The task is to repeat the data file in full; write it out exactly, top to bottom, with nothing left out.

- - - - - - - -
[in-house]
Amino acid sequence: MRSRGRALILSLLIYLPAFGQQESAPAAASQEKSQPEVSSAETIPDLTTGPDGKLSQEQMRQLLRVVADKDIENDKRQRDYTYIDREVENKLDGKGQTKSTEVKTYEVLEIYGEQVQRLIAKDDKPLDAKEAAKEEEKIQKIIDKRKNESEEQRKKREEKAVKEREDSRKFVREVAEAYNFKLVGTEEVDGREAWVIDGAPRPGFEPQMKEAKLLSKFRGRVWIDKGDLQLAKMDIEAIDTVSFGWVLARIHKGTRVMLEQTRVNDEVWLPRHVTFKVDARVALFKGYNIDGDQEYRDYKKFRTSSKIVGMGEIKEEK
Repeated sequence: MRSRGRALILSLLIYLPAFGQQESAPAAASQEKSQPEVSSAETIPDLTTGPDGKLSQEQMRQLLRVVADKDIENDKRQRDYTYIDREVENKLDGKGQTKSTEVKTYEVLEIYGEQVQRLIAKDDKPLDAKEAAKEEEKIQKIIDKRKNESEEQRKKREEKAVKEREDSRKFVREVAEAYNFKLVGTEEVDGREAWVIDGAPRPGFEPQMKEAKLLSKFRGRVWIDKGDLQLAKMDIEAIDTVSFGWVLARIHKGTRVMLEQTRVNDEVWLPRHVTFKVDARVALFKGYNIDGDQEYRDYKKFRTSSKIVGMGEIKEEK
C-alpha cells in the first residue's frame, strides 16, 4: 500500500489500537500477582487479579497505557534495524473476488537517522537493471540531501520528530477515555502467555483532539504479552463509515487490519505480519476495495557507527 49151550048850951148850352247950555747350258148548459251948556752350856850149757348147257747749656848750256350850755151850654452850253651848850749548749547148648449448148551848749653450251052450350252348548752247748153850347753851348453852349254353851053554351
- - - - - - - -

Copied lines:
[in-house]
Amino acid sequence: MRSRGRALILSLLIYLPAFGQQESAPAAASQEKSQPEVSSAETIPDLTTGPDGKLSQEQMRQLLRVVADKDIENDKRQRDYTYIDREVENKLDGKGQTKSTEVKTYEVLEIYGEQVQRLIAKDDKPLDAKEAAKEEEKIQKIIDKRKNESEEQRKKREEKAVKEREDSRKFVREVAEAYNFKLVGTEEVDGREAWVIDGAPRPGFEPQMKEAKLLSKFRGRVWIDKGDLQLAKMDIEAIDTVSFGWVLARIHKGTRVMLEQTRVNDEVWLPRHVTFKVDARVALFKGYNIDGDQEYRDYKKFRTSSKIVGMGEIKEEK
Repeated sequence: MRSRGRALILSLLIYLPAFGQQESAPAAASQEKSQPEVSSAETIPDLTTGPDGKLSQEQMRQLLRVVADKDIENDKRQRDYTYIDREVENKLDGKGQTKSTEVKTYEVLEIYGEQVQRLIAKDDKPLDAKEAAKEEEKIQKIIDKRKNESEEQRKKREEKAVKEREDSRKFVREVAEAYNFKLVGTEEVDGREAWVIDGAPRPGFEPQMKEAKLLSKFRGRVWIDKGDLQLAKMDIEAIDTVSFGWVLARIHKGTRVMLEQTRVNDEVWLPRHVTFKVDARVALFKGYNIDGDQEYRDYKKFRTSSKIVGMGEIKEEK
C-alpha cells in the first residue's frame, strides 16, 4: 500500500489500537500477582487479579497505557534495524473476488537517522537493471540531501520528530477515555502467555483532539504479552463509515487490519505480519476495495557507527 49151550048850951148850352247950555747350258148548459251948556752350856850149757348147257747749656848750256350850755151850654452850253651848850749548749547148648449448148551848749653450251052450350252348548752247748153850347753851348453852349254353851053554351